The Harp

Britain 1071. The Anglo-Saxon King Harold II of England has been defeated at the Battle of Hastings and King William of Normandy now sits upon the English throne. Many of the old native English nobility fear for their lives and have gone into hiding.
Yet as William pushes the borders of his newfound kingdom ever further, he encounters increased opposition. In the North-West of England, the sturdy folk of the Lake District do not take kindly to foreign rulers. And in Wales, though the mountainous terrain makes a centralised resistance difficult, the sons of Wales will fight to the bitter end to defend their homeland.
It is in this atmosphere of resistance that our story takes place - a story of love, betrayal, cruelty and redemption.

(Partly inspired by some of the miscellaneous poems of Sir Walter Scott)


1. Helvellyn

   Helvellyn was cold in January. In fact, that doesn't do it justice - Helvellyn was magnificent in its icy splendour. As far as Jack could see, the ground was covered in at least three feet of unblemished snow, and his hands were numb with cold. Beside him, his dog Charles seemed like a small, snowy dragon, his breath steaming and billowing from his mouth and visibly emerging like tendrils of smoke from his nose. Both he and his dog were panting heavily - perhaps it was time for a rest.

   This rest consisted of Jack unceremoniously dropping to sit down in the snow. Not because he was particularly tired - merely because his body was not built for delicacy. Charles loyally followed suit, laying his head down and then quickly pulling it up again and resting it on his paws when he felt the cold bite of the snow on his face. Jack laughed fondly and ruffled the dog's head. Charles looked at him with something resembling irritation. He did not find their current predicament very amusing.

   "Oh cheer up, you miserable old mongrel. It's beautiful up here, why don't you take a moment to appreciate the wonders of England?" The dog obediently swung his gaze to the wintry view, and then looked away, unimpressed, but Jack remained looking out on the splendours of the Lake District. Surely there was no other land on Earth that could look so beautiful even when all in it was dead and cold. He loved to come up here, near the summit of Helvellyn, to appreciate the view and reflect on life. He realised with a hint of surprise how much he loved this country, how much it meant to him. He had never realised how deep his attachment had run, but now that he thought about it, he was surprised by the force of his innate patriotism. Charles whined glumly, forcing Jack out of his reverie.

   Jack sighed. "What you need is a bit of music, to lift your spirits a little." Charles leant his head on his shoulder, as if considering this proposition. Then, with what seemed to be a nod of assent, he walked over to Jack's bag and began nudging it open with his muzzle.

   Jack laughed with fondness. "Here, let me help you." He pulled open the bag and took out his harp. Without hesitation, he began playing and singing an old Border ballad. Charles seemed soothed by this and began to nod his head in time with the music.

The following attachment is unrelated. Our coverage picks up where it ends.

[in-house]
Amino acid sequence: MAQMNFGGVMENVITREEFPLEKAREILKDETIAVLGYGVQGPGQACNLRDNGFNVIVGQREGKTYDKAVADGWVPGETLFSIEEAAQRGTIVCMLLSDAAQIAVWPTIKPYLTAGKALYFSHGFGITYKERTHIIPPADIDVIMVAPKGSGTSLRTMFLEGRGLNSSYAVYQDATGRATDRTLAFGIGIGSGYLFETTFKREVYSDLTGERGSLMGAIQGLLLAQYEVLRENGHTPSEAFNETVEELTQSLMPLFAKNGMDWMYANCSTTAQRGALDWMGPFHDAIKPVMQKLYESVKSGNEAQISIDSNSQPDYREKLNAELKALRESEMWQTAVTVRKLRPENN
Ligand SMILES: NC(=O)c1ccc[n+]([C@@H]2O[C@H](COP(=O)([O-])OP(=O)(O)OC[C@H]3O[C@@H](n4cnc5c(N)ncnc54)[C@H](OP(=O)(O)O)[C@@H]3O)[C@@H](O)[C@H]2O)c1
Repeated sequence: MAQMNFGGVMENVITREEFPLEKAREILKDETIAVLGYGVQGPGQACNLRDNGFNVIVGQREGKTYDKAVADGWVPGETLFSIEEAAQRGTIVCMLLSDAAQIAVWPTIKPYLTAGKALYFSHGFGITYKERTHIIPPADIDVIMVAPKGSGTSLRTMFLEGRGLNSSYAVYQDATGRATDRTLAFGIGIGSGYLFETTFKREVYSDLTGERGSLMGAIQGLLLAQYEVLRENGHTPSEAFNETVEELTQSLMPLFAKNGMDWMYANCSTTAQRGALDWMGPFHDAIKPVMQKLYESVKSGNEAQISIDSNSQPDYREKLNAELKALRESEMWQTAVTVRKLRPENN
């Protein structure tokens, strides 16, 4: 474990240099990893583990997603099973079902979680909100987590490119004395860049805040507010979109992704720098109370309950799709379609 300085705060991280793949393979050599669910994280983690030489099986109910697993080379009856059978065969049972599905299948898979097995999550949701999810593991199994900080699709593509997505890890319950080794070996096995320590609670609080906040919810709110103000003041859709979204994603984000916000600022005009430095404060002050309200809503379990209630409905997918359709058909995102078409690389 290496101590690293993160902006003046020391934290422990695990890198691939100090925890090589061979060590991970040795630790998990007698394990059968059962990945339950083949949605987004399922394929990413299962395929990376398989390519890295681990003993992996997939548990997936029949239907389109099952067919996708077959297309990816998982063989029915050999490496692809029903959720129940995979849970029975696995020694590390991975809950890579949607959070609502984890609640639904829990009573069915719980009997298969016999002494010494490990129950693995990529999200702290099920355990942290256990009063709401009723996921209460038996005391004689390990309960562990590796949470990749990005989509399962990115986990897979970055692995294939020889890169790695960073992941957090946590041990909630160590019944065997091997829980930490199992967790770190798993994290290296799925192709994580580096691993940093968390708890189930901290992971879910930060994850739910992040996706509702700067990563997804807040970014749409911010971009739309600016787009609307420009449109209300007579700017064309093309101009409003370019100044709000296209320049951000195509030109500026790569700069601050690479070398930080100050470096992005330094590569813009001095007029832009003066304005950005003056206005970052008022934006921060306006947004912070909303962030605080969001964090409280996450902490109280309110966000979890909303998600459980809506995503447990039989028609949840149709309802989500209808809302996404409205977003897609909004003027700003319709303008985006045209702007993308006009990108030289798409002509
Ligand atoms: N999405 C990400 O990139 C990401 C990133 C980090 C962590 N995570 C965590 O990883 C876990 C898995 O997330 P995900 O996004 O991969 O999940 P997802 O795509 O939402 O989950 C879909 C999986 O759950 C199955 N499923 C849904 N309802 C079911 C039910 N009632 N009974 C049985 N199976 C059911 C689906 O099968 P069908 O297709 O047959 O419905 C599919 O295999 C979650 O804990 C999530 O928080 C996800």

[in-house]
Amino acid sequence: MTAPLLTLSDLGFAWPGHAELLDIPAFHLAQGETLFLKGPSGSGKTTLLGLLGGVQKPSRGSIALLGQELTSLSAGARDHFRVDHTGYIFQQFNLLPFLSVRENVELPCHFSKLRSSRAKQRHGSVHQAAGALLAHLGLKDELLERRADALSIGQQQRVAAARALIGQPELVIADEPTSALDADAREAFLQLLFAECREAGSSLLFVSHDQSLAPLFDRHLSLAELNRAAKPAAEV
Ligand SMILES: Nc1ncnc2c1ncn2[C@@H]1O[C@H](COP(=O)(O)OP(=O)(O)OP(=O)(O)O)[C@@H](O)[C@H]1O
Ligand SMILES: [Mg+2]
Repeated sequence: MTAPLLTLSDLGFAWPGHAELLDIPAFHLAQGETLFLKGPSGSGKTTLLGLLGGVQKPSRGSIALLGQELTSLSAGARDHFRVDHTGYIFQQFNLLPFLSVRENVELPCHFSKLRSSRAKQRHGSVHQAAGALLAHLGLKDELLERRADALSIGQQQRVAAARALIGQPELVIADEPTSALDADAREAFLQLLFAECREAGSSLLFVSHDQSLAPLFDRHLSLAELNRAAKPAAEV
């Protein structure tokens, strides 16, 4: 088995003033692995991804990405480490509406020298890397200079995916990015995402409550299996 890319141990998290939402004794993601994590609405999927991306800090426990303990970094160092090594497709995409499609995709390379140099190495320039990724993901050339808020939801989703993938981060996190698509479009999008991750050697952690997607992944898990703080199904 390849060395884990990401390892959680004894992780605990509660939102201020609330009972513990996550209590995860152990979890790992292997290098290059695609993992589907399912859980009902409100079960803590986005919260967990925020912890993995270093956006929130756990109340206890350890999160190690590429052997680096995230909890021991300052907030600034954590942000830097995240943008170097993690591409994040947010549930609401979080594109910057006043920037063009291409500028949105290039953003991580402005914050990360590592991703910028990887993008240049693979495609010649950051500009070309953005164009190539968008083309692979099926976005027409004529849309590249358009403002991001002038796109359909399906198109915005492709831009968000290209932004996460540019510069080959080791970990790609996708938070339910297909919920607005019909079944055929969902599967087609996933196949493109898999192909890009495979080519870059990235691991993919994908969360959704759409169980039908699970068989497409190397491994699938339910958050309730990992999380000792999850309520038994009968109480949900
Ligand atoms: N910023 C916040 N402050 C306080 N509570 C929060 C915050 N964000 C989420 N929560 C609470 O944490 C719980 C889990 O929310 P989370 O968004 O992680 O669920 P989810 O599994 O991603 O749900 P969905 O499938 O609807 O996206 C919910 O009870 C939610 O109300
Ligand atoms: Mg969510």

When the song was finished, Jack stood up. "Come on, then. You've had a rest. Don't expect me to sit here and play lullabies until you fall asleep. I'm not a fool, you know." Charles looked up as if seriously questioning this self-appraisal, but reluctantly stood up and began following in Jack's footsteps.

   It was then that it happened. 

   Snow is a treacherous terrain to walk in. Even a walker as experienced as Jack, who thought he knew Helvellyn like the back of his hands, was not exempt from the risk associated with walking in snowy mountains in winter. Therefore, it is not perhaps surprising - though of course, it is terribly tragic - that Jack should wander a little too close to the edge, and lose his footing. In fairness, it seemed like a safe distance, and at any other time of year he would have been quite safe - but snow is treacherous, and gives the illusion of covering solid ground when in actual fact it conceals nothing beneath it but flimsy branches and open air. Thus, when Jack wandered ever closer to the edge of the path to better appreciate the magnificent view of his beloved country, it was almost inevitable that the snow would give way underneath his feet, leaving him to scramble for a foothold somewhere in the weak, flimsy upper branches of a withered tree. Of course, he found none, and fell far until finally his head found contact with a large, very solid root, killing him instantly and leaving him laying prostrate on the ground, with his arms spread out and his lips pressed against the icy floor, almost as if, even in death, he sought to kiss and caress the land he had so loved in life.

   Of course, it was not only him that fell. He was closely followed by his bag, which came trailing behind him, and Charles. The dog who had so faithfully walked in his master's footsteps in life would not dream of abandoning him in death. Fortunately (or perhaps unfortunately, as can only be appreciated by those who have outlived those who should have outlived them) the dog's fall was broken somewhat by the various branches and, most significantly, his master's body (must we really call it a corpse so soon?). After recovering from his fall, Charles began licking his master's face, certain that soon he would awake - it was not like him to sleep for long in the day, and even when he was most tired, he could always be woken by a few licks. But after a while, as he could feel his master's body growing ever colder and drained of warmth, some deep instinct within him gradually brought him to the realisation he had been so much dreading.

   Positioning himself next to Jack's body, he lifted up his head, and howled mournfully at the pitiless sun.

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